A Theory of Prostitution

250px-The_Procuress 24grammata.comA Theory of Prostitution
Lena Edlund and Evelyn Korn


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February 16, 2001
Prostitution is a profession that is low-skill, labor intensive, female,
and well paid. This paper proposes the following explanation. A woman
can be either wife or prostitute, but not both. If marriage is a source of
income for women, then the prostitute has to be compensated for foregone
marriage market opportunities. Hence, prostitution must be better remu-
nerated than other low-skill occupations. Furthermore, we discuss the
link between income and prostitution, and show that prostitution may
decrease not only in female income but also in male income, suggesting
one reason why prostitution has seen a secular decline in developed coun-
tries. We point to the role of male sex ratios, and males in transit, in
sustaining high levels of prostitution, and discuss possible reasons for its
low reputation. Finally, we argue that recognition of prostitution as a fe-
male strategy may add to the understanding of the evolution of marriage
Key words: Prostitution; marriage.
JEL article classification: D10, J16, J49

Edlund: Dept. of Economics, Columbia University; 420 W. 118th Street; New York,
NY 10027. [email protected]. Korn: Eberhard-Karls-Universit ̈at T ̈ubingen, Nauklerstr.
47, 72074 T ̈ubingen, Germany. [email protected]. The authors thank Erwin
Amann, Marcus Asplund, Tore Ellingsen, Daniel Hamermesh, Wolfgang Leininger, Steven
Levitt, Casey B Mulligan, Dilip Mookherjee, J Mark Ramseyer, Sherwin Rosen, Xavier Sala-
i-Martin, Ulf Schiller, Aloysius Siow, and seminar participants at the University of Bergen,
University of Uppsala, and IUI, for helpful discussions. An anonymous referee provided many
valuable suggestions. Edlund thanks the Swedish Council for Research in the Humanities and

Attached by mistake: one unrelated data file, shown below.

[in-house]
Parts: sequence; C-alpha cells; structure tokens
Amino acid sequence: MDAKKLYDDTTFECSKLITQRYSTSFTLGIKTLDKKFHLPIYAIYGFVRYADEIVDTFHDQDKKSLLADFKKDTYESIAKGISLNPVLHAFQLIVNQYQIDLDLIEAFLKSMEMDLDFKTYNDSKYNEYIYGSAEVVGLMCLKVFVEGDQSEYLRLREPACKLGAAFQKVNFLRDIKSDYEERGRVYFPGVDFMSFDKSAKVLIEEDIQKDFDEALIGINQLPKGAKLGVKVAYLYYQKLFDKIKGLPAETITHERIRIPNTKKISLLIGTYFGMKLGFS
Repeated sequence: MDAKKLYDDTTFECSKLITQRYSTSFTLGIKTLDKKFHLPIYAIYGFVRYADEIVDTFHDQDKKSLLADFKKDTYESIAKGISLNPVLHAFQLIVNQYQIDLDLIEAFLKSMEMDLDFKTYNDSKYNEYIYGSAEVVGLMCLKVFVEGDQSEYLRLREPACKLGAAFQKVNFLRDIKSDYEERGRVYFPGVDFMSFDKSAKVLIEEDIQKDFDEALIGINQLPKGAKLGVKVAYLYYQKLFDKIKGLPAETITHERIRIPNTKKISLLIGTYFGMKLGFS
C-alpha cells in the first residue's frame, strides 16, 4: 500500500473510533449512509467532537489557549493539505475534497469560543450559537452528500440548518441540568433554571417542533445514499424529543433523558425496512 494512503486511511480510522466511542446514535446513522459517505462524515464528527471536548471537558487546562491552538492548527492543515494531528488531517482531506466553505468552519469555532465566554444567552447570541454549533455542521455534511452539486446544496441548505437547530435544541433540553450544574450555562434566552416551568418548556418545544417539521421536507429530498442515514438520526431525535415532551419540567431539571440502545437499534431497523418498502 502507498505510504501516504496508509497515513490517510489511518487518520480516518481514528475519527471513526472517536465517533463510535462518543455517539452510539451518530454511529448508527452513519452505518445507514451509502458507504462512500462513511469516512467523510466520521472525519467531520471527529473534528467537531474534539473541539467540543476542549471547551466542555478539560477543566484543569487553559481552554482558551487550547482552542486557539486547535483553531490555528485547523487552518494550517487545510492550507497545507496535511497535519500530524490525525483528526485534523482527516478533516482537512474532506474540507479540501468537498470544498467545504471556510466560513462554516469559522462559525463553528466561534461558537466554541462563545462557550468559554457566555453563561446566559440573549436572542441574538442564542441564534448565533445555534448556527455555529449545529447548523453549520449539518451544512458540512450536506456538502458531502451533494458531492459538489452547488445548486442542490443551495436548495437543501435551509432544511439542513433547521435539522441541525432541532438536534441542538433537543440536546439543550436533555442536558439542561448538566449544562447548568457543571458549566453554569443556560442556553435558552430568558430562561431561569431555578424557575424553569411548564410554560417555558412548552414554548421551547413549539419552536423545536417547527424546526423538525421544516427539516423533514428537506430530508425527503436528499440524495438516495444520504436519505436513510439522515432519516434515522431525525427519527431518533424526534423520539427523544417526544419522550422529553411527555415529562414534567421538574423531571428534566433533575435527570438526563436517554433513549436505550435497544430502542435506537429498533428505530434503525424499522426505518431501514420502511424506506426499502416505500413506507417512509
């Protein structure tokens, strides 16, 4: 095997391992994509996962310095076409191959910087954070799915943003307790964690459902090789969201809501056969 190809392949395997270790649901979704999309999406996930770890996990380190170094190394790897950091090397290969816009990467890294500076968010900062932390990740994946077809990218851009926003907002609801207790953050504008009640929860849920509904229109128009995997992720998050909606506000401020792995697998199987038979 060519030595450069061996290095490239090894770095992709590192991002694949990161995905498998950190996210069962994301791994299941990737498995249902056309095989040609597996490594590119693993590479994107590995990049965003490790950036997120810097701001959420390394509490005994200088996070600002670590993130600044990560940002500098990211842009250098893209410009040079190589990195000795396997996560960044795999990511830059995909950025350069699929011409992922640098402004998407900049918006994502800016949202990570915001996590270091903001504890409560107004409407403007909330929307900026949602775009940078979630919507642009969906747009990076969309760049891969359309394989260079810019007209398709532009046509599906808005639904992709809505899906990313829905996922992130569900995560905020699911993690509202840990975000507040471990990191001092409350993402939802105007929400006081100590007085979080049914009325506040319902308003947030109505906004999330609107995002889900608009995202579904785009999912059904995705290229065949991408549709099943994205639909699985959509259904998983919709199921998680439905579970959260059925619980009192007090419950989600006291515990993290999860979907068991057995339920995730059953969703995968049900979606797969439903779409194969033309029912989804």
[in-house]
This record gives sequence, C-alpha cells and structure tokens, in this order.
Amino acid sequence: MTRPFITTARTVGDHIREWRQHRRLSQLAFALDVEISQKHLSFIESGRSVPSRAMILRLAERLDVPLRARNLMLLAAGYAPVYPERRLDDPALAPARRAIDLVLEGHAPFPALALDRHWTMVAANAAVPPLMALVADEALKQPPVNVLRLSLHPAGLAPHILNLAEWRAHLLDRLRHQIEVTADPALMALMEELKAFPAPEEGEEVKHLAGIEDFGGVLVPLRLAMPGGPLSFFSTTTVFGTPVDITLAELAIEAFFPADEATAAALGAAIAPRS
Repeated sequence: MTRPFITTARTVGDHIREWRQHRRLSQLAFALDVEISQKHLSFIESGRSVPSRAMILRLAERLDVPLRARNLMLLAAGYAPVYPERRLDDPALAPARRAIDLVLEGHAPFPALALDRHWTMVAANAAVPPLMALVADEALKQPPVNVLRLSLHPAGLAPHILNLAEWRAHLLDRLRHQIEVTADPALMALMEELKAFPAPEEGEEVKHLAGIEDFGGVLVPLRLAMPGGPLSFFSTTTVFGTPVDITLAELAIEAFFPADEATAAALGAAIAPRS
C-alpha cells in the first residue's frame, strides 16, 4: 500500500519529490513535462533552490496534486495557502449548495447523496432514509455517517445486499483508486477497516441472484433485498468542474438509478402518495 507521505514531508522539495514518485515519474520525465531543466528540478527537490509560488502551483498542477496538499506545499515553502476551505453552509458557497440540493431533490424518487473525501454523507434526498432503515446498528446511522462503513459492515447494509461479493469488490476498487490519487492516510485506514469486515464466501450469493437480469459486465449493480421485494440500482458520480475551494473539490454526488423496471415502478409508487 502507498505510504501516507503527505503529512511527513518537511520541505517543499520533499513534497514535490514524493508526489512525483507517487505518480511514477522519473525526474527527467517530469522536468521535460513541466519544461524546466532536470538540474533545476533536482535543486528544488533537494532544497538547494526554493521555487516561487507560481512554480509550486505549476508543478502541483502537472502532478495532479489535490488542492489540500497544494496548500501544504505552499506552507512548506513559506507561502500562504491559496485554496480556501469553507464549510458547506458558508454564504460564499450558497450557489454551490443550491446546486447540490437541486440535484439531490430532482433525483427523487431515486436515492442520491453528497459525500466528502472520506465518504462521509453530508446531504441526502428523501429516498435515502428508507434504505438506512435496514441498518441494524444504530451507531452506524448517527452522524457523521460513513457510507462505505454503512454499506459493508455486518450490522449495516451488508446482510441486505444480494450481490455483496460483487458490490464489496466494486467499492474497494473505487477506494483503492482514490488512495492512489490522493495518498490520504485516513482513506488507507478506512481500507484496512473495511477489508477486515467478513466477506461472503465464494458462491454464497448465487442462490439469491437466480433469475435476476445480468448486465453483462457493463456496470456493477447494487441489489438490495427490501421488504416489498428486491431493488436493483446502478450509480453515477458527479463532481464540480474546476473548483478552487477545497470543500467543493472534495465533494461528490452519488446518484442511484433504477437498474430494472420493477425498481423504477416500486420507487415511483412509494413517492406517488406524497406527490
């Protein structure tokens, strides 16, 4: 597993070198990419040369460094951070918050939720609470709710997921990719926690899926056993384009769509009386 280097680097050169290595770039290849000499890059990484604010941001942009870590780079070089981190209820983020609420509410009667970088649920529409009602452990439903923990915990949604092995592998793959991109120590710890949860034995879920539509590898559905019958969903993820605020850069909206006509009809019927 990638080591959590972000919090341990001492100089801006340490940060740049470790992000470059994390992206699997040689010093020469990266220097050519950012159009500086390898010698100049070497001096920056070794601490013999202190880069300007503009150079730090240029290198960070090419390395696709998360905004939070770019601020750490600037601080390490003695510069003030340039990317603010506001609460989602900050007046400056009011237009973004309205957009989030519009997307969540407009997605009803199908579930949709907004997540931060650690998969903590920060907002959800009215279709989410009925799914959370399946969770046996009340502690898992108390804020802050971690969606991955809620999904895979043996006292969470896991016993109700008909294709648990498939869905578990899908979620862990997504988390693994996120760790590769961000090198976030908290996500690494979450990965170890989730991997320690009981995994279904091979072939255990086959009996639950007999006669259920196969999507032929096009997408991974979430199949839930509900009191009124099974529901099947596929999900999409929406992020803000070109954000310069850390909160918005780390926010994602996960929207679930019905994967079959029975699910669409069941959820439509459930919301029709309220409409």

Social Sciences for financial support. Korn thanks Dortmund University and the Sun Yat-Sen
Institute for Social Sciences and Philosophy at Academia Sinica, Taipei, where part of the
work was done. All remaining errors are ours.
I wander thro’ each charter’d street,
Near where the charter’d Thames does flow,
And mark in every face I meet
Marks of weakness, marks of woe.

But most thro’ midnight streets I hear
How the youthful Harlot’s curse
Blasts the new born Infant’s tear,
And blights with plagues the Marriage Hearse.
(William Blake, “London”,
Songs of Experience,
1 Introduction
Prostitution is a multi-billion dollar business that employs millions of women
world wide. A recent ILO study estimated that in Indonesia, Malaysia, the
Philippines and Thailand, between 0.25 and 1.5 percent of the female population
work as prostitutes and that the sex sector accounts for between 2 to 14 percent
of the gross domestic product (Lim [33]). Prostitution is more common in less
developed countries, but far from absent in developed ones (e.g. Philipson and
Posner [42]; Atchinson, Fraser and Lowman [1]). The 1992 National Health and
Social Life Survey (NHSLS) found that about 2 percent of American women
had ever sold sex (Laumann [31]). A government estimate put the number of
prostitutes in Germany at 150,000 (Morell [34]) and Amsterdam is believed to
have about 25,000 prostitutes (Financial Times, 27 October 1999).
Prostitution has an unusual feature: it is well paid despite being low-skill,
labor intensive and, one might add, female dominated. Earnings even in the
worst paid type, streetwalking, may be several multiples of full time earnings in
professions with comparable skill requirements. For instance, newspaper reports
of earnings for prostitutes in Sweden in 1998 were as high as SEK 14,000 (USD
1,750) a day (Aftonbladet 25 September 1998), amounting to about a month’s
earnings in a regular unskilled job. The Economist [14] reported that Arabic
women could make USD 2,000 a night in the Gulf states, and in the same
article, a Latvian prostitute claimed she averaged USD 5,000 per month, 20
times the average wage. How can equilibrium earnings in a profession with only
rudimentary skill and capital requirements be such that a woman can make in
a day what for most women takes weeks or months?
The key to this puzzle may lie in the following observation: a woman cannot
be both a prostitute and a wife. Combine this with the fact that marriage can be
an important source of income for women, and it follows that prostitution must
pay better than other jobs to compensate for the opportunity cost of foregone
marriage market earnings